Franz Beard's Thoughts of the Day; April 10

A few thoughts to jump start your Friday morning...

The question: How to eliminate the paycheck games against Division IAA teams without killing the smaller schools financially while at the same time making Division I regular season games more competitive?

While some of college football’s most respected writers are contemplating the idea of scrimmages that will pit intersectional foes against each other – which would sell out at a bunch of places – here’s a novel approach.

Why not allow the Division I teams to host a Division IAA team for a spring game?

There is some logic to this. A lot of the D1AA teams get so battered and bruised during their paycheck games in the fall that it affects their conference seasons, which can get them into the playoffs. For a school in one of the power conferences, particularly, a game against a D1AA team can kill chances to get into the playoff because of strength of schedule (Hello Baylor!).

Instead, play those games in the spring. Since it would be real football against a real team, no need for these silly defense vs. offense scrimmages and it would certainly draw a very nice paying crowd, certainly enough to offer a nice paycheck to the D1AA teams. There wouldn’t be the embarrassment that Florida suffered in 2013 when Georgia Southern came in and won in The Swamp or when Appalachian State knocked off Michigan in 2007. And you wouldn’t have the worries of a D1AA team screwing up strength of schedule.

By eliminating the games against D1AA opponents, it might give the schools in the non-power conferences a better chance to get games against the power schools. For example, Doc Holliday has lamented that no school in the power five wants to play Marshall. That might change if the games against D1AA teams were eliminated.

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Okay, so it isn’t exactly competitive football, but give Jim McElwain credit for trying to come up with something to entertain the fans at the annual Orange and Blue game Saturday in The Swamp. Because of shortages at running back, linebacker and on the offensive line, McElwain is going to figure out something creative to give fans a show.

It won’t exactly be a game, but McElwain is going to make it as competitive as he can. The two most important things that can come from this game are (1) no injuries and (2) getting to see how some of the younger players react in front of a large crowd.

Football won’t be the only game in town this weekend.

Florida’s third-ranked softball team (37-4, 8-4 SEC) will host Kentucky (27-11, 4-8 SEC) for a 3-game series starting Saturday and concluding Monday evening in a game televised on the SEC network.

Florida’s 10th-ranked baseball team (25-9, 6-6 SEC) plays host to #21 South Carolina (23-11 6-6 SEC) starting tonight at 7 at McKethan Stadium.

Florida’s sixth-ranked women’s tennis team (18-2, 10-1 SEC) plays host to #5 Georgia today (17-4, 10-1 SEC) and Tennessee Sunday morning (10 a.m.). If the Gators win both matches, they claim at least a share of the SEC championship.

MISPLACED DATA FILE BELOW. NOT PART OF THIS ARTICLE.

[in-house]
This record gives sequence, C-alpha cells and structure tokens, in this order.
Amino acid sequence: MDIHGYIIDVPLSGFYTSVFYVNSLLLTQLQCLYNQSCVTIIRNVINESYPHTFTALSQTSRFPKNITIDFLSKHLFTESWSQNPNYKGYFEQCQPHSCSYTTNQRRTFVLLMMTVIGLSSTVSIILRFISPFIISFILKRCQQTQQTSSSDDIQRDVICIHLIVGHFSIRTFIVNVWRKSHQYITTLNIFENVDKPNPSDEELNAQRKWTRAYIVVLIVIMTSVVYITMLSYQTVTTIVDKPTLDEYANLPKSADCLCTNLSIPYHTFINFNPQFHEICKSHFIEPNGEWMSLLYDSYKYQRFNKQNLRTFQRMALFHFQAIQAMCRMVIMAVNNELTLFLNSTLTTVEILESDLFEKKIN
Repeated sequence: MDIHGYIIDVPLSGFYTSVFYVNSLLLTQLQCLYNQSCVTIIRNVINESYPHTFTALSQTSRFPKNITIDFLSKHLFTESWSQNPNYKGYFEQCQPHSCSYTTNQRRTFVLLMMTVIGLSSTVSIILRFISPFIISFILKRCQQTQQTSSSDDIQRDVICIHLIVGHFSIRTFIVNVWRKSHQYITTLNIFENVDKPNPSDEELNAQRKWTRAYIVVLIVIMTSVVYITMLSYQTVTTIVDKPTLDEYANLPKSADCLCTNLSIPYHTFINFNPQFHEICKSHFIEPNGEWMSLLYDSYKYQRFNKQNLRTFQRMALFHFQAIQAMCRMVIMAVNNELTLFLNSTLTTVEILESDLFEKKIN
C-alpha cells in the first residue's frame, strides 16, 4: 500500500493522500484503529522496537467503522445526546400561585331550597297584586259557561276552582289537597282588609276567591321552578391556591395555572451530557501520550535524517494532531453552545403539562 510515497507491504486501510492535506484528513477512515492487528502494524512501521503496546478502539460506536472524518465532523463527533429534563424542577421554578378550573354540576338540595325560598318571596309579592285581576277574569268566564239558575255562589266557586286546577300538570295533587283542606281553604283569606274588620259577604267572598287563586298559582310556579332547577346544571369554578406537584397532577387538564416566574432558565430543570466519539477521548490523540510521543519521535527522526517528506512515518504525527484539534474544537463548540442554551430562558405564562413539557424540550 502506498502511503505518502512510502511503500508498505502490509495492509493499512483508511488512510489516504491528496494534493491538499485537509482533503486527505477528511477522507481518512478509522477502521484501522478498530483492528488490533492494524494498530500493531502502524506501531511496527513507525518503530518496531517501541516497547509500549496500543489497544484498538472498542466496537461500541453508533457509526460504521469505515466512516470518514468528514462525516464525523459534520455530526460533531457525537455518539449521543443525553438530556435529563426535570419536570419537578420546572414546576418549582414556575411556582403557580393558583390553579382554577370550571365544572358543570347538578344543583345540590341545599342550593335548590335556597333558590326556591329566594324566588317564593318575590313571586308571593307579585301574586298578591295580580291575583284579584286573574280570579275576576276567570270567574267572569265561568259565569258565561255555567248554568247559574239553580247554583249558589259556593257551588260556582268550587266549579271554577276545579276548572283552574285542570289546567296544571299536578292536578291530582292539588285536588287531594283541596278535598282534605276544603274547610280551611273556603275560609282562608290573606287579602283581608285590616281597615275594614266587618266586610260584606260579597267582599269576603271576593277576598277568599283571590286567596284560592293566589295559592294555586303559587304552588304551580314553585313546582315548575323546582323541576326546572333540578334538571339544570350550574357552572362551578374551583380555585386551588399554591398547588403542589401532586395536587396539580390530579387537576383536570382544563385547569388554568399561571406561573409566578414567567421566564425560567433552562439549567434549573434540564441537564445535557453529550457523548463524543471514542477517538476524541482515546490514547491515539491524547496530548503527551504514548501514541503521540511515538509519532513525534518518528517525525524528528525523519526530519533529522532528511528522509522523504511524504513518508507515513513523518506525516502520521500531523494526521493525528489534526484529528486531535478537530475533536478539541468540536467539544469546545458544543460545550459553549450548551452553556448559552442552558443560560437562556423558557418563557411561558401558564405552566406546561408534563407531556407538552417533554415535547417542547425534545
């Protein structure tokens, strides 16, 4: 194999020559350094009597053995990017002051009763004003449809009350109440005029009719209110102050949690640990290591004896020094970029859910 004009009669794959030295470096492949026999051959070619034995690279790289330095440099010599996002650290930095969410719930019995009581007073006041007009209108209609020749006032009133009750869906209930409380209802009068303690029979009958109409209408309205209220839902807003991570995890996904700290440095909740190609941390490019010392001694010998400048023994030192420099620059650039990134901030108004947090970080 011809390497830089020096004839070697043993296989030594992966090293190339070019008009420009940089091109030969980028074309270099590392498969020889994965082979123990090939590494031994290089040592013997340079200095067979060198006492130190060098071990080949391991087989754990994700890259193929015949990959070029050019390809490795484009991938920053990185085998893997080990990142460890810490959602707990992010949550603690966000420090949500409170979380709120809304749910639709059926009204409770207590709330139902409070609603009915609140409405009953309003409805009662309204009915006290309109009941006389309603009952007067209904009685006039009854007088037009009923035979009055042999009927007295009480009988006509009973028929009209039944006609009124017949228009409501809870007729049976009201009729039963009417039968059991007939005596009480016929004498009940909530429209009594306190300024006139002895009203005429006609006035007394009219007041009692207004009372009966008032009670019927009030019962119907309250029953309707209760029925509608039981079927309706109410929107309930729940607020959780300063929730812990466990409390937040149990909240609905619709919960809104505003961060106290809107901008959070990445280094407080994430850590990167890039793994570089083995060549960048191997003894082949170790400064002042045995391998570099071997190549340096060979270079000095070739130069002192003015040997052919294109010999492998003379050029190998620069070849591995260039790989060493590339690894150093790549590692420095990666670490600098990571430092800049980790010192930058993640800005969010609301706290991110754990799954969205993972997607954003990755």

The 10th-ranked Florida women’s lacrosse (10-4, 4-0 Big East) team will be home to face Villanova (7-5, 2-1 Big East) in a Big East match at 1 p.m. Saturday. The Gators hold a 1-game edge over UConn in the race for the league title.


1. John Hannah, Alabama, guard: Hawg Hannah is usually the first guy mentioned when you talk about the greatest offensive linemen ever, college or pro. Bear Bryant called him the greatest offensive lineman he had ever seen. He was All-SEC from 1970-72, first team All-America in 1971-72. In his pro career, he started all 183 games he played in and made first team All-Pro 10 times. He is a member of both the College and Pro Football halls of fame.

2. Bob Johnson, Tennessee, center: How good was Bob Johnson? He finished sixth in the 1967 Heisman Trophy voting, unheard of for a center. Johnson was an All-SEC and All-America selection twice (1966-67). He played 12 years in the NFL with the Cincinnati Bengals. He is a member of the College Football Hall of Fame.

3. Barrett Jones, Alabama, center, guard and tackle: Jones is easily the most versatile offensive lineman in SEC history. He started at right guard on a national championship team in 2009 then made All-SEC and All-America at two positions – tackle (2010) and center (2011). He won the Outland Trophy (2011) and the Rimington Trophy (2011), all while maintaining a perfect 4.o in the classroom.

4. Chip Kell, Tennessee, guard: Kell was a first team All-SEC selection three times (1967-69) and a two-time first team All-American (1968-69). He was considered the best run blocking offensive lineman in the nation as a senior. He is a member of the College Football Hall of Fame.

5. Lomas Brown, Florida, tackle: Lomas was the best player on an offensive line (The Great Wall of Florida) that is still considered one of the two or three best in the history of the SEC. He was first team All-SEC and consensus first team All-American in 1984. The sixth pick in the first round of the 1985 NFL Draft by the Detroit Lions, Lomas went on to make the Pro Bowl seven times. He was a 3-time first team All-Pro and 3-time second team All-Pro who played in 263 NFL games with 251 starts.

6. Chris Samuels, Alabama, tackle: Samuels started 42 straight games at left tackle and didn’t yield a sack until his final regular season game as a senior. He was first team All-SEC and first team All-America in 1999, the year he won the Outland Trophy. He was the third overall pick in the first round by the Washington Redskins, where he went on to be a 6-time Pro Bowl selection.

7. Luke Joeckel, Texas A&M, tackle: In Texas A&M’s first year in the SEC (2012), Joeckel had a dream season, making first team All-SEC, first team All-America and winning the Outland Trophy. He was the second pick in the first round of the 2013 NFL Draft.

8. Ed King, Auburn, tackle: The best offensive lineman of the Pat Dye era at Auburn, King made first team All-SEC and first team All-America in his sophomore and junior seasons (1988-89). He bypassed his senior season to enter the NFL Draft where he was taken in the second round by the Cleveland Browns. He played seven years in the NFL before retiring.